Kindness is only taking a backseat

Is it me or does it feel like kindness is dying? What’s behind this national dread we are experiencing? Maybe kindness is only taking a back seat.

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Is it me or is society-at-large moving up the ladder of neuroticism? I could be wrong, but I still can’t help but feel it may be true. However, as a man of science, I’d rather have data that backs up my hypothesis, not just say it’s so.

With that said, I haven’t been able to find any really good data out there. By that, I mean looking at actual science. Yet despite this, I feel as if the compassion, at least at large, is slowly being deprioritized. Notice I didn’t say “melted away” or “being eroded”? Why? Well, because I don’t believe that’s what’s going on.

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What makes me feel like kindness is only taking a back seat as opposed to being destroyed, lies within the very route that is making it feel like it’s being obliterated – individualism. There is a real difference between prioritizing oneself as an individual and an individual’s act of kindness.

Here, let me explain. Firstly, it’s important to realize that self-care is not an unhealthy form of prioritizing oneself. In fact, it is needed because in this case, people usually need to stop and take a break because they give themselves too much to others. However, when one constantly prioritizes themselves over what’s best for others is what I am referring to.

Whereas, individual acts of kindness are when people give of themselves to help their friends, their neighbors, and their communities.

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Now, I bet you are saying to yourself: “But John, how does this tie into mental health? Well, simple, really. For instance, are you feeling an inexplicable sadness and a feeling of dread, and that society is going crazy? Or do you have anxiety around how uncaring the world seems to be getting? If so, this will inevitably impact your mental wellbeing.

Further, I feel like many of us are in self-preservation mode from the constant barrage of toxicity produced by social media and news outlets. I can’t see how an entire nation of individuals trying to save themselves from the events of today can be good for all of us – can you?

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In other words, we are in a sort of negative-feedback loop, or algorithm if you will. I look out for me, so do you and so do millions more. I sense that this only feeds the collective sense of dread. This “safe mode” is not healthy and in my view, moves us away from what’s best for everyone and closer to what’s best for me. I ask you: how can this be good for our mental health?

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With all that said, don’t despair, for many of us on individual levels are doing our best to make a real difference. A good example of this is someone you barely know offering you a ride when your car is in the shop, which is exactly what happened to me last week. A few friends had offered me a quiet place to write, a room in their home or cottage etc. People one-on-one are amazing.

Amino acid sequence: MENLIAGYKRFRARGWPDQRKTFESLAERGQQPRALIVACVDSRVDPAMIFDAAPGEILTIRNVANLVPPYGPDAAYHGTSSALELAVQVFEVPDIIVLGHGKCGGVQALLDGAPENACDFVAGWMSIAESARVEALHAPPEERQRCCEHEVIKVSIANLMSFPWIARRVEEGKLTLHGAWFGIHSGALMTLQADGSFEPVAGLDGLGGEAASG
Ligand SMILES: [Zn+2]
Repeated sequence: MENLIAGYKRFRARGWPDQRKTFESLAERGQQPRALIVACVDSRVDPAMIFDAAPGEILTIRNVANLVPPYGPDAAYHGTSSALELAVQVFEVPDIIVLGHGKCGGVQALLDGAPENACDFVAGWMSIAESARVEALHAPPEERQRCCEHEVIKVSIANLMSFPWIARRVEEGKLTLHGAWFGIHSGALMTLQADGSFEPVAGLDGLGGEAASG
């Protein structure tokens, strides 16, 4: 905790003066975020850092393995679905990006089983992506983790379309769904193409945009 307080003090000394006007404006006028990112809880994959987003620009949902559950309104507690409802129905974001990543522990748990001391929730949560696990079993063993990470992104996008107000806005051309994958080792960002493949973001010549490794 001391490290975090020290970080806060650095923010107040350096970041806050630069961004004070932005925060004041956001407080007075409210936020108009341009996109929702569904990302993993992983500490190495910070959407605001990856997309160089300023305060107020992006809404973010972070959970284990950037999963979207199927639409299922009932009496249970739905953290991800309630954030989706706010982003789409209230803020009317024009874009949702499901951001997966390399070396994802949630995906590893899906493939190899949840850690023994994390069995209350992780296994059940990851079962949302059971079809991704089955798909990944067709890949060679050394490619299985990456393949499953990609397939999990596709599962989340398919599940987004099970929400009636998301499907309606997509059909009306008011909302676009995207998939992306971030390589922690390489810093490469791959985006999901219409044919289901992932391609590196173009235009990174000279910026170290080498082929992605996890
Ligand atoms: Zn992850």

So, in conclusion, if you use your authentic self to help others, those around you notice and what’s more, they legitimately care about your well-being. Essentially, kindness, like toxicity, comes back to you and will either ease your mental pain or make it worse. Let’s be kind, grateful, and pay it forward.

Jonathan Arenburg

Jonathan Reginald-Nixon Arenburg (Born January 14, 1976) is a Canadian mental health blogger, speaker, and published author. Retired from the fire service and long-term care fields, he has written and self-published an autobiographical account of his life-long battle with anxiety, depression and more recently, post-traumatic stress disorder (PTSD). Titled, The Road To Mental Wellness, he wrote it for what he calls “therapeutic release.” He published it in hopes it would help others going through similar mental health conditions. The sales of The Road To Mental Wellness have been steady selling over 300 copies since its release on October 10, 2021(World Mental Health Day). Arenburg has also been involved in a collaborative publication Called Lemonade Stand Volume III, a book featuring 20 authors who bravely tell their stories of PTSD. All authors where from the military and or emergency services. Published by Joshua Rivedal and Kathleen Myers for the i’Mpossible project, a mental health advocacy organization. Jonathan has also appeared on several mental health podcasts including The Depression Files, A New Dawn, and The Above Ground Podcast Arenburg has also consulted with the Government of Nova Scotia and the Minister of Mental Health and Addictions, the Honorable Brian Comer and Candidates for the New Democratic Party of Canada, on improving the mental health care system in Canada. Additionally, Jonathan was recognized in The Nova Scotia Legislature by the Honorable, Chris Palmer, Kings-North MLA, for his Book, The Road To Mental Wellness, his fight to make the mental health care system better. In addition, Chis acknowledged the support he gives to others.

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